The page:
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Hollie Grimaldi Flores: Always a parent

Hollie Grimaldi Flores
Columnist
Hollie Grimaldi Flores

I’ve said it before and it bears repeating, one of my greatest grievances (of which I have a few) around the lack and misinformation bestowed upon me by my parents (either outright or by summation) was the foolish notion that parenting ends when the offspring come of age.

Turning 18 or graduating from high school, in my upbringing, was equated with the end of dependency and support – or at least that is how I remember it. My high school graduation present from my parents was luggage. Though it was a thoughtful gift I used that very night, the message behind it was clear. Time to move on, little bird.

In no way did the example my parents set prepare me for the never-ending job parenting has turned out to be for me. I may be holding on too tightly … who’s to say? Regardless, the outcome does not change. I am always going to be invested in my children and will always be there to offer my support.



That is, often, easier said than done. The delicate balance between sharing wisdom and badgering can be a fine line. I sit back and listen. I watch. I encourage. I offer suggestions. Sometimes the advice is taken with gratitude. Often, it is ignored or placated.

And that is okay. I raised them to be free thinkers and independent spirits. Certainly, they need to make their own mistakes, create their own memories, and forge their own paths. I am good with that. I know the love we have for one another is incomparable. The mother/child bond is deep and everlasting.



Recently I experienced both the joy and the pain that comes with parenting, or, as author Elizabeth Stone wrote, “to have your heart go walking around outside your body,” in just over 24 hours. It began with a knock on my front door where a bouquet of flowers had been left. My daughter had them delivered simply as a thank you for being her mom. How incredibly sweet and considerate, I thought, and what a pleasure to have raised this kind of person. Joy.

The following morning my telephone rang and seeing her number pop up I answered only to hear sobbing on the other end of the line. I quickly began running through the gamut of possibilities (a breakup, a death, an injury, etc.) as I asked, “What’s wrong? Are you okay?” She was finally able to tell me she had been in a car accident and was okay but badly shaken. Pain.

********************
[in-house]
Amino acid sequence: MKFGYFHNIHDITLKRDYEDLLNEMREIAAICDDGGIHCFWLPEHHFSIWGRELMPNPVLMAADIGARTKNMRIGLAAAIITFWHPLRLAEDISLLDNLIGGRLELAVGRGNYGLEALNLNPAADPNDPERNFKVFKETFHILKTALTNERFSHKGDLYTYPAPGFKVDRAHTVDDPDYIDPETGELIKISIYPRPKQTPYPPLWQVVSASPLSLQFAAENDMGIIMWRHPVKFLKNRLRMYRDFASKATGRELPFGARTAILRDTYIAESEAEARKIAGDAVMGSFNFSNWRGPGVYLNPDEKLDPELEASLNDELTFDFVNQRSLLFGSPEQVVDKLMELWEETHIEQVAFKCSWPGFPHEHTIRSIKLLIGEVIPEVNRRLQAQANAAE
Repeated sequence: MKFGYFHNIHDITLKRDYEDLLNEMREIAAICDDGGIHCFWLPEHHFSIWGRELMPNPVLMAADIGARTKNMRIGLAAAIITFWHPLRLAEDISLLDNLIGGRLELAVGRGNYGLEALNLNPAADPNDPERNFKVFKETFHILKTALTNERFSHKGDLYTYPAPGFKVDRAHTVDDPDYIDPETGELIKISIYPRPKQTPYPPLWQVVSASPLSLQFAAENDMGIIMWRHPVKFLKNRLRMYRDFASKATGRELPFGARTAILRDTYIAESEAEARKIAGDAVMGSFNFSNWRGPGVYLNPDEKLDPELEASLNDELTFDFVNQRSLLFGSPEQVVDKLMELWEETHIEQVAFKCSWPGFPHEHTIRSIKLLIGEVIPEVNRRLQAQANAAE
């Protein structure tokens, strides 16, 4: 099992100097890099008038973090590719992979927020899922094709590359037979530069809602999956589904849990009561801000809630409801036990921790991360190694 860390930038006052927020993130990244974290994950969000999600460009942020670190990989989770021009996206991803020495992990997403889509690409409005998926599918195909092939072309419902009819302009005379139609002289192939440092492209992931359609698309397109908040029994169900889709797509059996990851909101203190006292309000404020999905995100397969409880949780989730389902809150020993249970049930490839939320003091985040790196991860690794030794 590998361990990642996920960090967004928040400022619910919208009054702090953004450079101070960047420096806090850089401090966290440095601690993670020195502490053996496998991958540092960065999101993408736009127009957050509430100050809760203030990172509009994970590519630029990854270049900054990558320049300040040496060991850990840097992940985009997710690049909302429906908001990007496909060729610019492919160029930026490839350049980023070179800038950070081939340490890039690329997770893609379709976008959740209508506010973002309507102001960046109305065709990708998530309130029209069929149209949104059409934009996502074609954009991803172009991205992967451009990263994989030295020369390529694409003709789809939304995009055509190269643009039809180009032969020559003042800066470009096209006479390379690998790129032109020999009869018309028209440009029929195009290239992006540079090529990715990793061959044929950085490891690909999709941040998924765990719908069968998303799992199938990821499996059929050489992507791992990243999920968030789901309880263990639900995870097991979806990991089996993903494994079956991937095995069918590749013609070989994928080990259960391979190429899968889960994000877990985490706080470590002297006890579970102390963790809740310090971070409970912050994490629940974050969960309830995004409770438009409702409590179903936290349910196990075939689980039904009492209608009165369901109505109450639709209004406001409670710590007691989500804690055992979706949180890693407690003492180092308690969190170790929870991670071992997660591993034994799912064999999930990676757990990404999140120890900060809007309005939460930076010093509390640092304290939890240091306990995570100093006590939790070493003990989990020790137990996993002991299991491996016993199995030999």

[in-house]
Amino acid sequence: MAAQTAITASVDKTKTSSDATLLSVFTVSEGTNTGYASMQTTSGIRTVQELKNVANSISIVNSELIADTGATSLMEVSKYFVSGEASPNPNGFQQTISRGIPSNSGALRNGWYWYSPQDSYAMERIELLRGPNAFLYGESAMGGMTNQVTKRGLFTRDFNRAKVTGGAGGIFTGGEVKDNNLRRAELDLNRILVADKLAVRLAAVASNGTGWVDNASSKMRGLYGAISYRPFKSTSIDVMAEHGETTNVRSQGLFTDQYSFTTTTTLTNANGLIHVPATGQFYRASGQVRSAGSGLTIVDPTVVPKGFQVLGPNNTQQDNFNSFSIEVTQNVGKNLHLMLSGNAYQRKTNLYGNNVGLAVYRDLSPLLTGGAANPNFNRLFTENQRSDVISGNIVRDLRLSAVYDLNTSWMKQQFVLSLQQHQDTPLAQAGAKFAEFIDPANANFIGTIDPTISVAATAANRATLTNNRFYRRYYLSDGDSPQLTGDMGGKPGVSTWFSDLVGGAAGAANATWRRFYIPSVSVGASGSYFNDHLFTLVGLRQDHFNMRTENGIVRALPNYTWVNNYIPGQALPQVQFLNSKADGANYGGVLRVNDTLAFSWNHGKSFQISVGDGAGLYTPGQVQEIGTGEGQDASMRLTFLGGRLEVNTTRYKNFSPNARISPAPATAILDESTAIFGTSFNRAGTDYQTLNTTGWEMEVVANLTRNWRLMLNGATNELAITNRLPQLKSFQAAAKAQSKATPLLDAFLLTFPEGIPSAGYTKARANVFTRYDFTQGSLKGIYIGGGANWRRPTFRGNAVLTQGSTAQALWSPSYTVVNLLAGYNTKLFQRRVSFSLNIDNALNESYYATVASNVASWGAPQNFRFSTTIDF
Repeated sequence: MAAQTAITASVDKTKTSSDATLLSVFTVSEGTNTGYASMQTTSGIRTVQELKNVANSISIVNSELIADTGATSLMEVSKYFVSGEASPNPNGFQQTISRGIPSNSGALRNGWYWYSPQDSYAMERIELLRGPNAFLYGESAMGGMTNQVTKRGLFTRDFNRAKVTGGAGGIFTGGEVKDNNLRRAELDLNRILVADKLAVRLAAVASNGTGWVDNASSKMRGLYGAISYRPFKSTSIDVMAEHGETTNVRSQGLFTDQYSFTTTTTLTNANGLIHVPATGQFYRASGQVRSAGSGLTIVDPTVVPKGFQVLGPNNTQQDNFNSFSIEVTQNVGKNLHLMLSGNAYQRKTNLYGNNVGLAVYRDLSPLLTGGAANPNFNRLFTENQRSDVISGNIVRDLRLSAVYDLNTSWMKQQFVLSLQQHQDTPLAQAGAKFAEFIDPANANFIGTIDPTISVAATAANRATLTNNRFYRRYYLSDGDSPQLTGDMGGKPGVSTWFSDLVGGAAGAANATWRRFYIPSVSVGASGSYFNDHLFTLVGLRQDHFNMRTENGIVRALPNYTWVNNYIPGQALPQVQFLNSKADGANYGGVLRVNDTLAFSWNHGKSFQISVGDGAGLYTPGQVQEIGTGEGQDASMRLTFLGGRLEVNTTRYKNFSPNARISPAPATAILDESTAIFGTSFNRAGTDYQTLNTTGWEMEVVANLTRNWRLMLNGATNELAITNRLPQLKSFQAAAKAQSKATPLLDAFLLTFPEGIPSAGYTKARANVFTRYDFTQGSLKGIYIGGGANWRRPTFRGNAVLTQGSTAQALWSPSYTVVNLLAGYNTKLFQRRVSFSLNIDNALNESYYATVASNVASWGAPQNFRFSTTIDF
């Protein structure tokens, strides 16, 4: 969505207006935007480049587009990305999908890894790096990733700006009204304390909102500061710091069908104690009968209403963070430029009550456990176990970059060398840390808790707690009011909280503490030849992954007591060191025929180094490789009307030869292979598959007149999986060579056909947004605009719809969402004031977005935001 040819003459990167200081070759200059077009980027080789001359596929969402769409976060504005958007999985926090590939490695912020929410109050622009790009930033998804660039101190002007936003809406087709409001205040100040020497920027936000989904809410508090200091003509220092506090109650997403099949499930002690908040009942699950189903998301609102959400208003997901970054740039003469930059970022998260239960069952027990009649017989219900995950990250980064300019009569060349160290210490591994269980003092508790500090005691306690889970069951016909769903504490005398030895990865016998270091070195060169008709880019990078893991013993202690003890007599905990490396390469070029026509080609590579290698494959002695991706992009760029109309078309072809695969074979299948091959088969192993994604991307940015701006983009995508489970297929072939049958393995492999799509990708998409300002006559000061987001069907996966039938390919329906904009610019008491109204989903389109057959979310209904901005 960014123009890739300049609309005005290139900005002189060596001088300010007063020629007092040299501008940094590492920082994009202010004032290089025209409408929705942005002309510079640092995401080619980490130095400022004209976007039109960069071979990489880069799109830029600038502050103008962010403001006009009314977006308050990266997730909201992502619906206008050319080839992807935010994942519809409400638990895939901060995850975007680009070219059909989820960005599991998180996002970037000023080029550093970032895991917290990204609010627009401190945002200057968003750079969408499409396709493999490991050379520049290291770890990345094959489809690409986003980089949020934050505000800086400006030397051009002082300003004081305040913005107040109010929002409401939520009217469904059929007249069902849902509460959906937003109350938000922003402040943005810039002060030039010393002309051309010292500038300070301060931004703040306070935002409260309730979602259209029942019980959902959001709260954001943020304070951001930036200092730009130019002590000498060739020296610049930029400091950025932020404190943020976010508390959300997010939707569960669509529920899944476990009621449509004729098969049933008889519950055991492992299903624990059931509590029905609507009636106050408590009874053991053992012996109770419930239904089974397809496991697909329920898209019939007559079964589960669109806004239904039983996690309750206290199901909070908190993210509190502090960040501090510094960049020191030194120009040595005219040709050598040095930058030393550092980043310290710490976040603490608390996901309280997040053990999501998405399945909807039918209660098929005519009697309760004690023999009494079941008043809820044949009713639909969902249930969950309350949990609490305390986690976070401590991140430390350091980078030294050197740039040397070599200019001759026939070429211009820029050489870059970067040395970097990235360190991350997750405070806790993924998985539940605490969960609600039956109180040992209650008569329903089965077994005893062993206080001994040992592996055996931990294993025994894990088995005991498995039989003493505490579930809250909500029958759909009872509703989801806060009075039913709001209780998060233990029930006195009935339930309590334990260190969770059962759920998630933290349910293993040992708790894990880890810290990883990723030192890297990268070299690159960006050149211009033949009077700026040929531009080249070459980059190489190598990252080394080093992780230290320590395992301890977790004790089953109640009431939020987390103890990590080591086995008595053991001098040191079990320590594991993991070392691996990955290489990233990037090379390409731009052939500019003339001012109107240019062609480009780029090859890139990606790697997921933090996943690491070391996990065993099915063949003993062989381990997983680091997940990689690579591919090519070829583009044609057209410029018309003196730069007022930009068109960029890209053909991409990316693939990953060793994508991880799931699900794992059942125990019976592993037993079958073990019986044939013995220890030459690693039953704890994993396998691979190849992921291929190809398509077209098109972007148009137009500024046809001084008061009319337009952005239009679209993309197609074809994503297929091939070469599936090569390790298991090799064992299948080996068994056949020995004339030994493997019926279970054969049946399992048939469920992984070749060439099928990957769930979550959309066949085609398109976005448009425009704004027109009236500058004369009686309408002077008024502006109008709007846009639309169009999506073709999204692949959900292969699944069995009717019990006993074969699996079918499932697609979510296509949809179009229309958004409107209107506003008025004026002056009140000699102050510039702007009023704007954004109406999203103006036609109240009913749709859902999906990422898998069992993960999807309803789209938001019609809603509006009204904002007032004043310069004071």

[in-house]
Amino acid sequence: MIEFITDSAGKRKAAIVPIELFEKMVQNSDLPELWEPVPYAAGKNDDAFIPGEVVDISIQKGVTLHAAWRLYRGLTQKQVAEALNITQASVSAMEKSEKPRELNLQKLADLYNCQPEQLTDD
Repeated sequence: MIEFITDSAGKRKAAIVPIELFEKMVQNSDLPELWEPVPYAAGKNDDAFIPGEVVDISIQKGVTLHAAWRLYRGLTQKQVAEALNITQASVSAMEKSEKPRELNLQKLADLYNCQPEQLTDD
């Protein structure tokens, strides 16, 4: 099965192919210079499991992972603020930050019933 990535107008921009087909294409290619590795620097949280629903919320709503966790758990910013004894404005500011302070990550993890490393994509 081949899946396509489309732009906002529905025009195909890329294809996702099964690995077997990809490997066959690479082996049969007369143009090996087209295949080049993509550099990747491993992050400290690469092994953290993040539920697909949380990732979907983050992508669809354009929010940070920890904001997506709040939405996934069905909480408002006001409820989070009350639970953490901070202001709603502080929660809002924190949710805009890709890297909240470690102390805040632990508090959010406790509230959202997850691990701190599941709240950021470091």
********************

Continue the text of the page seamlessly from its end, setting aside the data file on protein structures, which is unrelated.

On my list of worst phone calls to receive, this is in the top five. I was immediately relieved that she was able to call me, and I did my best to calm her.

She sent a photo showing me the extensive damage to the Toyota Corolla that has been in the family since 2006. It was obviously totaled. She lives in Sacramento and was driving to work when an older gentleman either failed to stop at a stop sign or thought she had one also, and proceeded to drive directly in front of her, causing a major collision. She had already exchanged insurance and other information with the other driver whom she described as a kind older man who was visibly shaken as well, and then called me.

I offered to drive down to help. She lives a mere hour away and frankly, I wanted to see her for myself. She was clearly running on shock and adrenaline, and I knew both would wear off soon enough. At first, she declined the offer. Her boyfriend was there to help, but soon she felt overwhelmed and admitted that having a little Mom support to walk her through the process would be most welcome. The vehicle needed to be towed, but to where? Should she go to the hospital? Did she call her insurance company or the party at fault?

I can’t honestly say I knew the answer to all the queries, but I knew some tender loving care was in order. I quickly put other obligations aside and told her I was on my way.

Living in our little borough, I often take for granted how easy some things are here. For instance, we (as a community) get upset when traffic backs up to more than a half dozen cars. When an accident occurs, we expect the police to respond and file a report. When we need a tow, we expect a short wait.

That was illuminated once I picked up my daughter, (who had Ubered back to her apartment) after the police reported there was no need for them to respond. We worked our way through city traffic back to the scene of the accident where her boyfriend sat waiting for the tow truck. It was 111 degrees. It took a full four hours before a beleaguered, but kind man pulled up in his truck. We said a sad goodbye to the little Toyota that had carried us on countless adventures and moved on to the next order of business.

One of the positive aspects of city living is a plethora of medical facilities and we were able to have her accessed in an hour. She is bruised and has some muscle strain and is still awaiting x-ray results, but, ultimately, she is going to be okay.

By nightfall, I left them to settle in and made my way back home

Today, a very sore young woman is getting back to living her life. The reality, inconvenience, and trauma are hitting full force. I am putting together a list of helpful suggestions to assist her as she navigates this largely unknown territory, because I am her mom, and that is what I do.

Hollie Grimaldi Flores is a Nevada County resident and freelance writer for hire, as well as a podcaster at HollieGrams. You can hear her episodes at http://www.buzzsprout.com/1332253. She can be reached at holliesallwrite@gmail.com

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